Unfortunately, unless you have people around you that you trust implicitly to know exactly how you would feel towards each thing offered and by whom, then it is a case of hoping that it does work out. Furthermore, should you be isolated then it is even more of a treacherous path to recovery as you place your entire self in the care of those who may turn out Malignant.
Again, I was fortunate in that I had small interventions from decent helpers to nudge me back on course and also I had the unquenchable drive to survive and defeat this unknown monster that invaded my being.
I didn’t know my enemy but I knew that I would fight blind folded until my dying breath.
Now, the grief process.
1. Shock and Denial
2. Anger and Bargaining
3. Pain and Guilt
4. Depression and Lonliness
6. Analysing of environment
8. Acceptance and Rebuild
These stages don’t happen as they are written, nor do they happen over a set period of time. These stages are also not just for the external happenings but for the internal self. It is all to do with the where you place yourself within the new reality that you find yourself in and how you align yourself within the new world that you find yourself in.
Come from the place of ‘I’ , something which those who have been subjected from MN/Narcissism will find incredibly hard to do (unless you decide to follow it in the false sense, the Narcissistic sense), and you are effectively mourning a self who will die out. A self that dies is a self that you are without. No longer do you have a reality, nor do you have a projection that you believe in, nor do you have the projectors who created you.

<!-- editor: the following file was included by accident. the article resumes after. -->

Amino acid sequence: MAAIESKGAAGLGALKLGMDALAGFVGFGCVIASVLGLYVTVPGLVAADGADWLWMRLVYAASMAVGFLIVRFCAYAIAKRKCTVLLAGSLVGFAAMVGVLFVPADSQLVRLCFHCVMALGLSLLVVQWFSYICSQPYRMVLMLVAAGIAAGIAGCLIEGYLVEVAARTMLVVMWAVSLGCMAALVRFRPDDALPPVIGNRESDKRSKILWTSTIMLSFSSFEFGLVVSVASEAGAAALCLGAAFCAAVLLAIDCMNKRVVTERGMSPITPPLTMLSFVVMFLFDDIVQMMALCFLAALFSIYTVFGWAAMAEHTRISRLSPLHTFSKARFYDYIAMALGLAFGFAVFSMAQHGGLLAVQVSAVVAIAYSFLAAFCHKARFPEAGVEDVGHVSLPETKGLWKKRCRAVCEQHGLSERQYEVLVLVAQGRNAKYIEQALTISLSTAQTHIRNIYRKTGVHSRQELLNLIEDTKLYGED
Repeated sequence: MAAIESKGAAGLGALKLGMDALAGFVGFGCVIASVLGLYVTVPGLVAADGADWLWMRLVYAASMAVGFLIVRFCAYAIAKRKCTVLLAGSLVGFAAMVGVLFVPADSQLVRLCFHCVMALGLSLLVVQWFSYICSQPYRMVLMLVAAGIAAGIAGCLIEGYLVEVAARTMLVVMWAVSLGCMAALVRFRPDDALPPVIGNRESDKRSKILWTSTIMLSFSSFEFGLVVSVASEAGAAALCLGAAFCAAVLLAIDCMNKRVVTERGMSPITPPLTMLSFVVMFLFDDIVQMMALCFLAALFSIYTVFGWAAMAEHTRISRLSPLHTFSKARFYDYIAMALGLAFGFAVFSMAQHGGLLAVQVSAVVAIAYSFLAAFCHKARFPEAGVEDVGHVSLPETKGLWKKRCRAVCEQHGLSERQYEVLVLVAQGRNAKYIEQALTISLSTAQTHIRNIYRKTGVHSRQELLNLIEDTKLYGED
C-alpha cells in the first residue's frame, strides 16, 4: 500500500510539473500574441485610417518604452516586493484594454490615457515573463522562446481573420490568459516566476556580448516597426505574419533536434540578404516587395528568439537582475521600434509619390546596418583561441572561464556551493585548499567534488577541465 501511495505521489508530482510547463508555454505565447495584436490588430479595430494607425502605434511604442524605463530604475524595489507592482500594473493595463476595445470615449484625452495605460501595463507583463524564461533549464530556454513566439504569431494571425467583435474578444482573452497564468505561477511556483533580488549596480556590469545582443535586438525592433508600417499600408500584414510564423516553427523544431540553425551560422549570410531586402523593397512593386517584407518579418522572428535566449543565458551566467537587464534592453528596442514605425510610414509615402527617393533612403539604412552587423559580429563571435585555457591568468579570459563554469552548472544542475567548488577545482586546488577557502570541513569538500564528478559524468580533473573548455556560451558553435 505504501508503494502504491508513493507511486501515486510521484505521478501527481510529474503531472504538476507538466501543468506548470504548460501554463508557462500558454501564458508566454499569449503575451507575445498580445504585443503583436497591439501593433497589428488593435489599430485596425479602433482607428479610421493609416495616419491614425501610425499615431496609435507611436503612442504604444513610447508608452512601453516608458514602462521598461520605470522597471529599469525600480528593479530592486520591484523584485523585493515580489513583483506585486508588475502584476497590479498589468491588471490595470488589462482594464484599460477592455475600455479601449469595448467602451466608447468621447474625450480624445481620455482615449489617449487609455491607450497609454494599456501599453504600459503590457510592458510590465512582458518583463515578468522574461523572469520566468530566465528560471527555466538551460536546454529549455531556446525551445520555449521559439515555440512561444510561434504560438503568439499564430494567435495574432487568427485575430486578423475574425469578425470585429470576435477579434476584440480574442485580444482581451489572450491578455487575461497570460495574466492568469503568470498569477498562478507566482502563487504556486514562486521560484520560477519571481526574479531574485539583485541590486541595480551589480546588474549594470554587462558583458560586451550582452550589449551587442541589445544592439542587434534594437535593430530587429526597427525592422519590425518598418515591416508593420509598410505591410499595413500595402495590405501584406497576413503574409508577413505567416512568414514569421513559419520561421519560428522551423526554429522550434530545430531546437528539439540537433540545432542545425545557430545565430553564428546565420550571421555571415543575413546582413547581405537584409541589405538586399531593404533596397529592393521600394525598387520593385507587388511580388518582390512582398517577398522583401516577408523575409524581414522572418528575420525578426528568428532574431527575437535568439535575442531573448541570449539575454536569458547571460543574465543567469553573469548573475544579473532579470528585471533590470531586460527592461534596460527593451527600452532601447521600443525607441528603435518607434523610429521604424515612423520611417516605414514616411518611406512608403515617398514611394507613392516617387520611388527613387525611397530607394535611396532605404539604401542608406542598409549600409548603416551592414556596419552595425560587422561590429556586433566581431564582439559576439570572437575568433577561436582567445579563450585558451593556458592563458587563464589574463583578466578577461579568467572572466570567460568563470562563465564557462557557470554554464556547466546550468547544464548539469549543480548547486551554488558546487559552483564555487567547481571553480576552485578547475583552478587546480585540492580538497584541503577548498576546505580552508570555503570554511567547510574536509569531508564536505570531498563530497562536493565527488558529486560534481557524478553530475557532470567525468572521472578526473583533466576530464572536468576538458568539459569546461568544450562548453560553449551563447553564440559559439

This is a huge mourning. This is something that will take a long time for you to recover from.
I spent my entire grieving period angry. I also spent my entire grieving period sad, happy, elated, overjoyed, depressed, numb, doubtful, denied, needy, without need and empty.
I felt everything and nothing, all at the same time. I felt like I would spend my entire life feeling like this and at some points, I yearned for my past to come back into my environment and lambasted myself for shattering it. Secretly, I begged external forces to take me back so that I didn’t feel like this anymore.
Parts of me screamed “a’ha!” but other parts screamed “no, you can’t keep doing this”.
We are natural creatures in avoidance of pain but will happily go back to a pain if the one we are facing seems so much more. A lifetime of having your hand in a fire against a walk through of a burning world and it would be easy to see why some would willingly offer their hand once more.